The smart home has been with us for many years, but we at Futuresource Consulting believe that the boom in voice assistant wireless speakers is driving up awareness of its benefits to a whole new level.
Smart speakers – mostly based on the Alexa and Google voice platforms – are one of the fastest growing categories in consumer electronics. Consumers splashed out $2.8 billion on nearly 28 million units worldwide in 2017 and Futuresource forecasts that sales will grow by a further 90 percent this year. By 2022, we figure 388 million will be in use, half of which in North America.
Whilst buyers of Echo, Google Home, etc. are undoubtedly initially most attracted by the ability to play music on these speakers, our consumer research reveals that they also recognize these devices support applications beyond audio. Already 16 percent of smart speaker owners claim to be controlling lighting via their smart speaker, with 6 percent controlling their heating in this way. Owners believe that voice control can be a very effective interface with connected devices in the home, and 45 percent of those surveyed reckon they’ll be using their smart speaker for these purposes in the future. This will have a substantial impact on the smart home industry.
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In fact, smart speakers are now the most likely first smart home device that people will own beyond a smart TV. In a survey we conducted in May, smart speakers led the field in terms of smart home device popularity and adoption, closely followed by climate control, which itself is slightly ahead of security, followed by lighting and smart monitoring devices, such as smoke detectors.
Wireless multiroom audio remains a boom area, with 2.8 million speakers shipping last year. This is no longer the sole province of Sonos; Amazon and Google (thanks to its Cast technology) and Airplay 2 from Apple are all making multiroom an easy addition to the home. In addition to speakers themselves, there is an increasing number of soundbars, Hi-Fi’s, and other audio devices now featuring the ability to hook up to a network to offer multiroom audio options.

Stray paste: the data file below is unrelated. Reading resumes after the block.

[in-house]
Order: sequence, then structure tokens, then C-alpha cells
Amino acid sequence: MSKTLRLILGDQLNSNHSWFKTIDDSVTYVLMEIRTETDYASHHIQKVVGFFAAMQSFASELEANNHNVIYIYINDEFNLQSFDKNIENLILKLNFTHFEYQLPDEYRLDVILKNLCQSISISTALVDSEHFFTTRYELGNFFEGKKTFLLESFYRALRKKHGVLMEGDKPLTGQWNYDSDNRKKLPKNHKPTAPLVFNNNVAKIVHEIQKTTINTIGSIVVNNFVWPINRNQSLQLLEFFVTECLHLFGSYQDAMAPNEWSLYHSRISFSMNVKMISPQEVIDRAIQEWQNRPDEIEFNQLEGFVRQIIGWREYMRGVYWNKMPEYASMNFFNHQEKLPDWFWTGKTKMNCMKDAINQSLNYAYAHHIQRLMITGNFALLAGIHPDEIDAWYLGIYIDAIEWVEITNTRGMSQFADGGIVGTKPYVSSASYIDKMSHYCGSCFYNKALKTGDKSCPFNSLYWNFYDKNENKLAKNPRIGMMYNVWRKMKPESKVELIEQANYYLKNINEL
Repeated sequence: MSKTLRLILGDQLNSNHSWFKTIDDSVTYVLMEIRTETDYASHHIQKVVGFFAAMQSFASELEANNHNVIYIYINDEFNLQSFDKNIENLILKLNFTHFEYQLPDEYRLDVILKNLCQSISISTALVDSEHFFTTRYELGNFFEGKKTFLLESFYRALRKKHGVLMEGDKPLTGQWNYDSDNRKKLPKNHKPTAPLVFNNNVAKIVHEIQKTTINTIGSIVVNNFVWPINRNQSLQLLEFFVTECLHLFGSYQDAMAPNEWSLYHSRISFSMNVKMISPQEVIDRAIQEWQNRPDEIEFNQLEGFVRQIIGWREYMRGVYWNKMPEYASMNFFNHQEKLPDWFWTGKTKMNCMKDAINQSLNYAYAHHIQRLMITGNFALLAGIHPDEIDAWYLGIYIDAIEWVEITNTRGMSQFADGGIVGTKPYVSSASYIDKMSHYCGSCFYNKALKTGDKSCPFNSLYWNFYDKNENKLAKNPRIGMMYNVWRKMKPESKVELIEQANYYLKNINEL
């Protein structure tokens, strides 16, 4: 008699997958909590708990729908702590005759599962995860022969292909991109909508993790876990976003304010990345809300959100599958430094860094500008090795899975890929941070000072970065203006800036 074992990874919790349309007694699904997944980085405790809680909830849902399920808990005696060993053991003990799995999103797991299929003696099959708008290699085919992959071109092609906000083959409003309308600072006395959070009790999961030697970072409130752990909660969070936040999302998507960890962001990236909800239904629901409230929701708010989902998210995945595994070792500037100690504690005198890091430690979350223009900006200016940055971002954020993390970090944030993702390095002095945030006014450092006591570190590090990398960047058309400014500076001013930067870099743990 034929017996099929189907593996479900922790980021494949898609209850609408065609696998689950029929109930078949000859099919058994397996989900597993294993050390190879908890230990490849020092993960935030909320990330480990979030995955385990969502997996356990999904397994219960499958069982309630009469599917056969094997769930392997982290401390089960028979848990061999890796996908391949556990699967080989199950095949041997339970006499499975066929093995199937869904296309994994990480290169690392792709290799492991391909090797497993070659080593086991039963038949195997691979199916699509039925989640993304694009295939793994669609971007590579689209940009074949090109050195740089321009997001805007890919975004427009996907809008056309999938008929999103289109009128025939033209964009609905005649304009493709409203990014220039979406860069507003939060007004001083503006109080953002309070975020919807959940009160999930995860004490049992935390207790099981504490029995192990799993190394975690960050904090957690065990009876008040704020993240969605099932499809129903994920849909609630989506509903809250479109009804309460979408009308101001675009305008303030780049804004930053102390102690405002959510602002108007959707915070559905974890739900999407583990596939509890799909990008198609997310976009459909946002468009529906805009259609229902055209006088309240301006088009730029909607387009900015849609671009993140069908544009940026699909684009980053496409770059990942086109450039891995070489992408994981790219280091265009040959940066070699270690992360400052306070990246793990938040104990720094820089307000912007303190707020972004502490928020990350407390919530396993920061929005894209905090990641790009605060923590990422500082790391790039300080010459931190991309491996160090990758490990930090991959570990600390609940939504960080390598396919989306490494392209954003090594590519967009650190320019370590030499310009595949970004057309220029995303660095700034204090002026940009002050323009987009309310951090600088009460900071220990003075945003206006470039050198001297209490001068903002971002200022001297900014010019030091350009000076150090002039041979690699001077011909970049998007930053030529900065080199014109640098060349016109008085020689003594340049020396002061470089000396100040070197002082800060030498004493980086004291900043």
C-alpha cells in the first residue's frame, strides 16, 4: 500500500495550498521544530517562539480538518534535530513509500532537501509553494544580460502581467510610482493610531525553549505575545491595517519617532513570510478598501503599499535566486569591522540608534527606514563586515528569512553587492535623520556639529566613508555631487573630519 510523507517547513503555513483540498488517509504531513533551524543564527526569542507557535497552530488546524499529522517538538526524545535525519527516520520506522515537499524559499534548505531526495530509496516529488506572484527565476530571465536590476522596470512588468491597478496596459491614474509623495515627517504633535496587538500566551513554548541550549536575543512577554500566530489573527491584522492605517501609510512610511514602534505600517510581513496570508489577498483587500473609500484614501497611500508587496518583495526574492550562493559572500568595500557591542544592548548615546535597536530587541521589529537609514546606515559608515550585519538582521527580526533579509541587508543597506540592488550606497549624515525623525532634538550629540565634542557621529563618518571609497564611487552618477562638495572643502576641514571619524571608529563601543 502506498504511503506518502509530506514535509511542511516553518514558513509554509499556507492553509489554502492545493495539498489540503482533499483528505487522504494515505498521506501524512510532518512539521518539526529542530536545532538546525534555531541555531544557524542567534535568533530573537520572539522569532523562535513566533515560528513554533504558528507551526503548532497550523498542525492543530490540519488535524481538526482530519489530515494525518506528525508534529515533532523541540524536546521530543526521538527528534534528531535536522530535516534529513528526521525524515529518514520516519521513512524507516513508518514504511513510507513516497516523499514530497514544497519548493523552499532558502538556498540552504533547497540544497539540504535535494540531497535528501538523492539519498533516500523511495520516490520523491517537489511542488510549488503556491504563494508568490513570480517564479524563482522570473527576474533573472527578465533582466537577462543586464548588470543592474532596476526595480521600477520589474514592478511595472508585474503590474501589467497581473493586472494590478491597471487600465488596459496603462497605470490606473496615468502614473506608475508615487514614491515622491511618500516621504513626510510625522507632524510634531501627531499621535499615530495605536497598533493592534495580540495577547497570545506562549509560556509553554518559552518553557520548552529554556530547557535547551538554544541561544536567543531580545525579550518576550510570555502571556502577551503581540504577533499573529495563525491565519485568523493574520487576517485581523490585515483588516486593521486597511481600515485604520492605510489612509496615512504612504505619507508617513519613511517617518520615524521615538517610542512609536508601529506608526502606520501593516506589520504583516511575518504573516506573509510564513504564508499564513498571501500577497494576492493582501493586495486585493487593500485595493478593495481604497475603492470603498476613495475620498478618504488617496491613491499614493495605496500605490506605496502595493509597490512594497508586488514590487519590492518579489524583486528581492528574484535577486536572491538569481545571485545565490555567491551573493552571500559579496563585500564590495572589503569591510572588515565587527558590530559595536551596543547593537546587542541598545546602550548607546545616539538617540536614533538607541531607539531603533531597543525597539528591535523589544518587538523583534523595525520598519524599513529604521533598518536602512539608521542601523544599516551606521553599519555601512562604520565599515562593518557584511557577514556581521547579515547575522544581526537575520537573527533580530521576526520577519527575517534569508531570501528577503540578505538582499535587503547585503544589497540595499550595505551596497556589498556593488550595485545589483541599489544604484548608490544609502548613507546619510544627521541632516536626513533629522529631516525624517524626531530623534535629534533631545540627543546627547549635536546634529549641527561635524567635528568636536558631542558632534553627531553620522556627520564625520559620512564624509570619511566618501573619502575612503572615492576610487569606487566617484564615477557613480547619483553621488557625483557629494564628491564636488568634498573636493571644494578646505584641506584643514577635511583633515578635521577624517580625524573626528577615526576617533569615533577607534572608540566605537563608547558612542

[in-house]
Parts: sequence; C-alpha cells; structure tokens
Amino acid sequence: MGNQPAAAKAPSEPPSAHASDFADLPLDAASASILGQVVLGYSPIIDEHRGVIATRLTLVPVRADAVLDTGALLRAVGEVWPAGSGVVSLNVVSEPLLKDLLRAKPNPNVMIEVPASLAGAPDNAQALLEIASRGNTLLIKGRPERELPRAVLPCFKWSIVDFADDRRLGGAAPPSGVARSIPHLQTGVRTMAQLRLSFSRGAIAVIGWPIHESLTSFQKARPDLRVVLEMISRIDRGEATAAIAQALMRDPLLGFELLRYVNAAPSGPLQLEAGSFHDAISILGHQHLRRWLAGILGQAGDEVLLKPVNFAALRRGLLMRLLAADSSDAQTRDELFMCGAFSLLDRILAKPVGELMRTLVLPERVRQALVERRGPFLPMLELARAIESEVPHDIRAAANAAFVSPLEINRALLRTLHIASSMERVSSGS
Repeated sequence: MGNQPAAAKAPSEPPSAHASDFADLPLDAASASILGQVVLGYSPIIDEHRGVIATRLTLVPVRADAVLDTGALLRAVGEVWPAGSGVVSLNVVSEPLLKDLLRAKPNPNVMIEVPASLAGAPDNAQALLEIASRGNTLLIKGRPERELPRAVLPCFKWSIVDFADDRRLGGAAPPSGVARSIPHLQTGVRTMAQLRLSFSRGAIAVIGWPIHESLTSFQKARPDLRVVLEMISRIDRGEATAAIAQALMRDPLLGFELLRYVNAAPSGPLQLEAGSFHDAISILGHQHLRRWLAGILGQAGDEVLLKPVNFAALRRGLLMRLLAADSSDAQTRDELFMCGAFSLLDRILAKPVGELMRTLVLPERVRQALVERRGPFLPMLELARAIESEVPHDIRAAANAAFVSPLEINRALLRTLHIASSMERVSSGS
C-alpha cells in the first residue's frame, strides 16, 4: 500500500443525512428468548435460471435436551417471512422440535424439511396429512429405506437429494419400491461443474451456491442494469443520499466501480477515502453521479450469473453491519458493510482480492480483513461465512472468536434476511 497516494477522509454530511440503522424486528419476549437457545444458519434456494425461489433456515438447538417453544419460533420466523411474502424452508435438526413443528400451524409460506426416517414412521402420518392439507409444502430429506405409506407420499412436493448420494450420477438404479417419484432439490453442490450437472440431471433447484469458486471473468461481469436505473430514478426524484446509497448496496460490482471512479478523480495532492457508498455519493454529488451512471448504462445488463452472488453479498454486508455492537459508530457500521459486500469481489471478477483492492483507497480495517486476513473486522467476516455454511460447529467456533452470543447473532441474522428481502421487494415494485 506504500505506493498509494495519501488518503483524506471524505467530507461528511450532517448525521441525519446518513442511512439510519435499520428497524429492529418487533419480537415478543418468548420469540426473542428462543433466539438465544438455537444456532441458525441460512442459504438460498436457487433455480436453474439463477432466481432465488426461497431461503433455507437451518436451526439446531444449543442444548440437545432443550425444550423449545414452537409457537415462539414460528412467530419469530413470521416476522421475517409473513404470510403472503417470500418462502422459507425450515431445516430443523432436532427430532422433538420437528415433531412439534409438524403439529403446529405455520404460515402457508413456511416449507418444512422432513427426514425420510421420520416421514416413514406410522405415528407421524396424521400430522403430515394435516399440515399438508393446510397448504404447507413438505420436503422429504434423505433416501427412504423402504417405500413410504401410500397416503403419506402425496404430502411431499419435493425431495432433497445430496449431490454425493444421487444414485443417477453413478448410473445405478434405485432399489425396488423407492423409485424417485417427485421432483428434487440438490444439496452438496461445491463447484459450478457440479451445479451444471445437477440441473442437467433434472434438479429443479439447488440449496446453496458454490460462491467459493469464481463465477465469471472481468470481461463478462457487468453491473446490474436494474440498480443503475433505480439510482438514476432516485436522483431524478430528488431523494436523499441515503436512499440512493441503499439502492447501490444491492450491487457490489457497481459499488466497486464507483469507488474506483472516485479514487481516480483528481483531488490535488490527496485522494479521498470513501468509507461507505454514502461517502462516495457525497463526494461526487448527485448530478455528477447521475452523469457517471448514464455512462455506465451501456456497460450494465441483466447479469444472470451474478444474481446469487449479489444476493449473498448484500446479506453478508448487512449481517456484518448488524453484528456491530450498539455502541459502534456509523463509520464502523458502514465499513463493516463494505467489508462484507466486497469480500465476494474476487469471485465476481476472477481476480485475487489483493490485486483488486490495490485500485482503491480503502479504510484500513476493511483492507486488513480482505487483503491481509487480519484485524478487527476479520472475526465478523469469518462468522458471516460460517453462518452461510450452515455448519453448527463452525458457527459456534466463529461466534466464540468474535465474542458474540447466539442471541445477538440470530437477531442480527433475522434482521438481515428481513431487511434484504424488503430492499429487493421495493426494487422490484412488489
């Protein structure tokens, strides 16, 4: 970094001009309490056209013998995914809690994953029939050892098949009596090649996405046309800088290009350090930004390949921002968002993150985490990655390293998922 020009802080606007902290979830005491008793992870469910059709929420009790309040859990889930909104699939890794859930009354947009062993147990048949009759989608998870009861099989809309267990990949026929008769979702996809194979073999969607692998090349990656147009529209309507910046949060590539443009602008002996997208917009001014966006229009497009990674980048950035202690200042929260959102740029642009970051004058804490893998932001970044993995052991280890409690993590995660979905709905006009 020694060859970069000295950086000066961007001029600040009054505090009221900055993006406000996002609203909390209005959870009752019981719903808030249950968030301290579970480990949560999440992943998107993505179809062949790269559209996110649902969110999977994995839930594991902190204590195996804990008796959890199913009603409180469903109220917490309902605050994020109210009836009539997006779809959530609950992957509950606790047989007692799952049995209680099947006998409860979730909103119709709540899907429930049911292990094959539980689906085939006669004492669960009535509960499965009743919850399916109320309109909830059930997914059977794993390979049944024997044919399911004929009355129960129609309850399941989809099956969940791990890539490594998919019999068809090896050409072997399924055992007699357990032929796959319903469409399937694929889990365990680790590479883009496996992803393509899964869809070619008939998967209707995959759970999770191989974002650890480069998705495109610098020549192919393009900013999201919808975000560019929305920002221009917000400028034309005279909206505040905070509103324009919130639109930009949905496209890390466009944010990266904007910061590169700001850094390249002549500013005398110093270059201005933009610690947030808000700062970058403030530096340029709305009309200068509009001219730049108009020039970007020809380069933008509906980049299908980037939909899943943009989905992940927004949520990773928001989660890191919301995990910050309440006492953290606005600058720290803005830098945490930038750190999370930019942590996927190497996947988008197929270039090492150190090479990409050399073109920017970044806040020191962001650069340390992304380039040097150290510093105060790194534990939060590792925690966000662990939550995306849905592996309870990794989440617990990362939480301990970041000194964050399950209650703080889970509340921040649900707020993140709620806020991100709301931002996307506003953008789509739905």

Wireless speakers are not the only engine of growth in the home audio market though. There remains strong appetite for soundbars. Futuresource anticipates that 18 million units will ship globally this year, up 7 percent on 2017. The average price grew by 12 percent last year to $263. People are prepared to spend more on their soundbar these days to enjoy the additional benefits brought by features such as Dolby Atmos and WiFi connectivity. Soundbars will also start to interface with the smart home, and we figure that a third of soundbars that sell in 2022 will also feature voice assistance.
The continued mass migration to streaming music services, coupled with the smart functionality now available in wireless speakers, is making this a new golden age for audio.
Jack Wetherill is Principal Analyst, Home Electronics at Futuresource Consulting